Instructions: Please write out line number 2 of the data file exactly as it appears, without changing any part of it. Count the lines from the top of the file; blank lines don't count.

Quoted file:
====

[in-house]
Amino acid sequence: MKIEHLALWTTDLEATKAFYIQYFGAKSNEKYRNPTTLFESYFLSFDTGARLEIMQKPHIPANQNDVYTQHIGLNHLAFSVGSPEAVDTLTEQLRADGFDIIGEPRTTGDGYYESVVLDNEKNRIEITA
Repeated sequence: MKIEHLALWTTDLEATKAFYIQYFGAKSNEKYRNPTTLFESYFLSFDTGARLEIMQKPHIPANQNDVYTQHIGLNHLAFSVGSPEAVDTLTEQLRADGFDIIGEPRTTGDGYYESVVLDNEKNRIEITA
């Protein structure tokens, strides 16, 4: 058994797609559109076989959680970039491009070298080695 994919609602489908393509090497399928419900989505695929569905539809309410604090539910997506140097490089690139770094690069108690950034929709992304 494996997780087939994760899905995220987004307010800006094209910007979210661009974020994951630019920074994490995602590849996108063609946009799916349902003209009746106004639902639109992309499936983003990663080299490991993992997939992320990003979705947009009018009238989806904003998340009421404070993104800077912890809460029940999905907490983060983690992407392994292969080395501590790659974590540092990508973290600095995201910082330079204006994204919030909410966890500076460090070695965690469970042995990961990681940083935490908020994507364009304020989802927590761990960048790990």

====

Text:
Amino acid sequence: MKIEHLALWTTDLEATKAFYIQYFGAKSNEKYRNPTTLFESYFLSFDTGARLEIMQKPHIPANQNDVYTQHIGLNHLAFSVGSPEAVDTLTEQLRADGFDIIGEPRTTGDGYYESVVLDNEKNRIEITA